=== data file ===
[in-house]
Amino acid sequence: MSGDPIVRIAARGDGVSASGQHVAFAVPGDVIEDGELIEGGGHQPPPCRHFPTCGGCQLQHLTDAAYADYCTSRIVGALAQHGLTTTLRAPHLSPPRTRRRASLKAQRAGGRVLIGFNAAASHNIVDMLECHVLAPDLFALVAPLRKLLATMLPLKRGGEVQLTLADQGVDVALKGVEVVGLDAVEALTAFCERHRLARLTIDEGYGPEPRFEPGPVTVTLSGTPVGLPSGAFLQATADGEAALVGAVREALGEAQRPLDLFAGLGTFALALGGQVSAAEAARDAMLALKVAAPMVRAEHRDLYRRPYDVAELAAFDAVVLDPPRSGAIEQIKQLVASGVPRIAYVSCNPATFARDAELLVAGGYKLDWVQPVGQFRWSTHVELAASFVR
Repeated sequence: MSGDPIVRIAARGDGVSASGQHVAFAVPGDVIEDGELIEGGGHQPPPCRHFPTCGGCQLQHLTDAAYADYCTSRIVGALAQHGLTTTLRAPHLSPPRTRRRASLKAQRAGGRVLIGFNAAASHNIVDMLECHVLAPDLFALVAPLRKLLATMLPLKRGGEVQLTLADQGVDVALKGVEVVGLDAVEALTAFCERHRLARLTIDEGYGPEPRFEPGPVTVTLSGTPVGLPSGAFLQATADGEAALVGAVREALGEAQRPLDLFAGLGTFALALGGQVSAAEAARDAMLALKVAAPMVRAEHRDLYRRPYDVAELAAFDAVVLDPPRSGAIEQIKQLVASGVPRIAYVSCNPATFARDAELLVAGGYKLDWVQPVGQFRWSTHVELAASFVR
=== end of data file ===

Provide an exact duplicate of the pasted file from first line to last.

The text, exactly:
[in-house]
Amino acid sequence: MSGDPIVRIAARGDGVSASGQHVAFAVPGDVIEDGELIEGGGHQPPPCRHFPTCGGCQLQHLTDAAYADYCTSRIVGALAQHGLTTTLRAPHLSPPRTRRRASLKAQRAGGRVLIGFNAAASHNIVDMLECHVLAPDLFALVAPLRKLLATMLPLKRGGEVQLTLADQGVDVALKGVEVVGLDAVEALTAFCERHRLARLTIDEGYGPEPRFEPGPVTVTLSGTPVGLPSGAFLQATADGEAALVGAVREALGEAQRPLDLFAGLGTFALALGGQVSAAEAARDAMLALKVAAPMVRAEHRDLYRRPYDVAELAAFDAVVLDPPRSGAIEQIKQLVASGVPRIAYVSCNPATFARDAELLVAGGYKLDWVQPVGQFRWSTHVELAASFVR
Repeated sequence: MSGDPIVRIAARGDGVSASGQHVAFAVPGDVIEDGELIEGGGHQPPPCRHFPTCGGCQLQHLTDAAYADYCTSRIVGALAQHGLTTTLRAPHLSPPRTRRRASLKAQRAGGRVLIGFNAAASHNIVDMLECHVLAPDLFALVAPLRKLLATMLPLKRGGEVQLTLADQGVDVALKGVEVVGLDAVEALTAFCERHRLARLTIDEGYGPEPRFEPGPVTVTLSGTPVGLPSGAFLQATADGEAALVGAVREALGEAQRPLDLFAGLGTFALALGGQVSAAEAARDAMLALKVAAPMVRAEHRDLYRRPYDVAELAAFDAVVLDPPRSGAIEQIKQLVASGVPRIAYVSCNPATFARDAELLVAGGYKLDWVQPVGQFRWSTHVELAASFVR